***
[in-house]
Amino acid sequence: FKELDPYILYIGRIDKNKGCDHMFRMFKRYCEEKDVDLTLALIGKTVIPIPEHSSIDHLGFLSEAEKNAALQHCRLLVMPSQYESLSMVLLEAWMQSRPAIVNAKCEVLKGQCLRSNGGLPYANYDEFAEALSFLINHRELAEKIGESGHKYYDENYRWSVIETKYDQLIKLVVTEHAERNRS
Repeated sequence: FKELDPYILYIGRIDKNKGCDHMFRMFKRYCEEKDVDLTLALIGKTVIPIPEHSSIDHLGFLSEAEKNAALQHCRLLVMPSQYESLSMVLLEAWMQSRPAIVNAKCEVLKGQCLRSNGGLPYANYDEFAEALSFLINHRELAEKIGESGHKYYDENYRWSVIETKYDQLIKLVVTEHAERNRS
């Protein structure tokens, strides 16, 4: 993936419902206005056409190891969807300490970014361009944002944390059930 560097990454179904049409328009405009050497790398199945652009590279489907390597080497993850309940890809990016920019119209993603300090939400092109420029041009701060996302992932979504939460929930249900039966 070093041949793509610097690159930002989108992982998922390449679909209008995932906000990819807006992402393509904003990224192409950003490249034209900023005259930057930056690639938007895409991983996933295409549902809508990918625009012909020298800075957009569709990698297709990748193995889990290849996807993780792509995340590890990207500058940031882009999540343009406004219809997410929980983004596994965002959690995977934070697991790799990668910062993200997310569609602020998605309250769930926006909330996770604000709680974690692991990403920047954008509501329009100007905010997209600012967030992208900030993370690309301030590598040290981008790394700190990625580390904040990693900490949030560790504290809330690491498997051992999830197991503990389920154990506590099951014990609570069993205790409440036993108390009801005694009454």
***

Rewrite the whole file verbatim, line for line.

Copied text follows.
[in-house]
Amino acid sequence: FKELDPYILYIGRIDKNKGCDHMFRMFKRYCEEKDVDLTLALIGKTVIPIPEHSSIDHLGFLSEAEKNAALQHCRLLVMPSQYESLSMVLLEAWMQSRPAIVNAKCEVLKGQCLRSNGGLPYANYDEFAEALSFLINHRELAEKIGESGHKYYDENYRWSVIETKYDQLIKLVVTEHAERNRS
Repeated sequence: FKELDPYILYIGRIDKNKGCDHMFRMFKRYCEEKDVDLTLALIGKTVIPIPEHSSIDHLGFLSEAEKNAALQHCRLLVMPSQYESLSMVLLEAWMQSRPAIVNAKCEVLKGQCLRSNGGLPYANYDEFAEALSFLINHRELAEKIGESGHKYYDENYRWSVIETKYDQLIKLVVTEHAERNRS
């Protein structure tokens, strides 16, 4: 993936419902206005056409190891969807300490970014361009944002944390059930 560097990454179904049409328009405009050497790398199945652009590279489907390597080497993850309940890809990016920019119209993603300090939400092109420029041009701060996302992932979504939460929930249900039966 070093041949793509610097690159930002989108992982998922390449679909209008995932906000990819807006992402393509904003990224192409950003490249034209900023005259930057930056690639938007895409991983996933295409549902809508990918625009012909020298800075957009569709990698297709990748193995889990290849996807993780792509995340590890990207500058940031882009999540343009406004219809997410929980983004596994965002959690995977934070697991790799990668910062993200997310569609602020998605309250769930926006909330996770604000709680974690692991990403920047954008509501329009100007905010997209600012967030992208900030993370690309301030590598040290981008790394700190990625580390904040990693900490949030560790504290809330690491498997051992999830197991503990389920154990506590099951014990609570069993205790409440036993108390009801005694009454």